In my archive, this film - with sound effects but no commentary from my stepfather Jack Hargreaves - is categorized as JH776 ‘Planting a vine’, Out of Town, week 35, 31 Aug 1972.
What Francis Niemczyk has been able to send me so far – 31 July 2013 - is a DVD he’s made of just over 14 minutes of Stan Bréhaut’s 16mm film for an Out of Town episode titled, on the can, ‘Planting a vine’.
The film I sent Francis was from an archive of hundreds of Out of Town films I hold in a lock up in Birmingham. The film is in positive negative with a magnetic tape on its left side, holding the dubbed sound effects, and perforations on the right hand side. The film on the disk, which I’ve ripped to stream on Vimeo, carries dubbed library sound effects – tyres on gravel, bird song, car engine, hammering, digging and outdoor 'filler'. What, of course, is absent is Jack’s commentary, his live studio musings from his ‘shed’ in the Southern Television studio at Northam in Southampton, the title and credit music at start and finish and before and after the mid-episode commercial break. Out of Town was broadcast for half an hour early on Friday evening over 20 years between 1960-1981.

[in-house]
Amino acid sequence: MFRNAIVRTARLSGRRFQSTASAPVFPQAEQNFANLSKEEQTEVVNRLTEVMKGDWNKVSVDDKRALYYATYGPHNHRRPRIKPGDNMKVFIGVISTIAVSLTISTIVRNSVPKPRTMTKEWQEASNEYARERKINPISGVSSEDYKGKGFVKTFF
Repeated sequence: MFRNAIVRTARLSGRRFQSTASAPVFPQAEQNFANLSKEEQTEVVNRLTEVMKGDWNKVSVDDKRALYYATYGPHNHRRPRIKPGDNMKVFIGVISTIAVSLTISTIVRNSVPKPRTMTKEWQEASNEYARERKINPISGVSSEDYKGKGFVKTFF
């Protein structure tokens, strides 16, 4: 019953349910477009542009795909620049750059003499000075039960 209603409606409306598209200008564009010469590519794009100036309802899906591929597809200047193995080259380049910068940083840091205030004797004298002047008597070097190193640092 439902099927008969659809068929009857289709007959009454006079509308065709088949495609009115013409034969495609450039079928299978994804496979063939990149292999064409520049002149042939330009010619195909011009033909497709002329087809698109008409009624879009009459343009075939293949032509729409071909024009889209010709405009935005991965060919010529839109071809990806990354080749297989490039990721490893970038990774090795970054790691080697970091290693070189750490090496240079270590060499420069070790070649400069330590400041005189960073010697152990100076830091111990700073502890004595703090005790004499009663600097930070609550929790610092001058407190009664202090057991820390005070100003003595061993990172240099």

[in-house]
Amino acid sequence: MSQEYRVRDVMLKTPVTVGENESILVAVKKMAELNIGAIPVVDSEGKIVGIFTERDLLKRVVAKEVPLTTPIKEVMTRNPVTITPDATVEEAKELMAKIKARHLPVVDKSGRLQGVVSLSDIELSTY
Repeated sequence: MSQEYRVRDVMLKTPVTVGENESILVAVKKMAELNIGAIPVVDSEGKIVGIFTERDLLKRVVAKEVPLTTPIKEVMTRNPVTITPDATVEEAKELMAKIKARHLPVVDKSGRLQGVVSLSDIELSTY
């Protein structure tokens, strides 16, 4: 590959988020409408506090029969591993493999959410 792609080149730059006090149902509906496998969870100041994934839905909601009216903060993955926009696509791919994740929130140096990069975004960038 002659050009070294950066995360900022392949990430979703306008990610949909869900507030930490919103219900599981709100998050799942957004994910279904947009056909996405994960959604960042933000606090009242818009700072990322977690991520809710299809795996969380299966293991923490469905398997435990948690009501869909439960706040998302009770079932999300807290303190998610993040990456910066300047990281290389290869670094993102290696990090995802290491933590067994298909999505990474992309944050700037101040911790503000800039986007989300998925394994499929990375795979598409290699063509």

We are now hoping to synch the ¼” reel to reel sound tape that accompanied the film so as to get closer to a proper OOT episode, though we will always be missing the film of JH in the studio that came at the start and sometimes the end of each episode.
We should have the sound including the title and credit music but no picture. Except for later versions of Out of Town between 1980-81 (recently published by Delta) the studio part of OOT either went unrecorded (except for sound) or the recordings have been lost. So this is a start.
Francis selected this film which he hopes to match to its corresponding sound tape of JH from a batch of film-tape pairs that had been catalogued by Roger Charlesworth when the collection was at South West Film and Television Archive. This is a pilot to see if we can get on with digitising and synching all the matched tape-film combinations in the archive. It's been pointed out to me that most viewers would in 1972 have seen this film in black and white. Colour TV came to the UK in the late 1960s but few people had colour sets in 1972.
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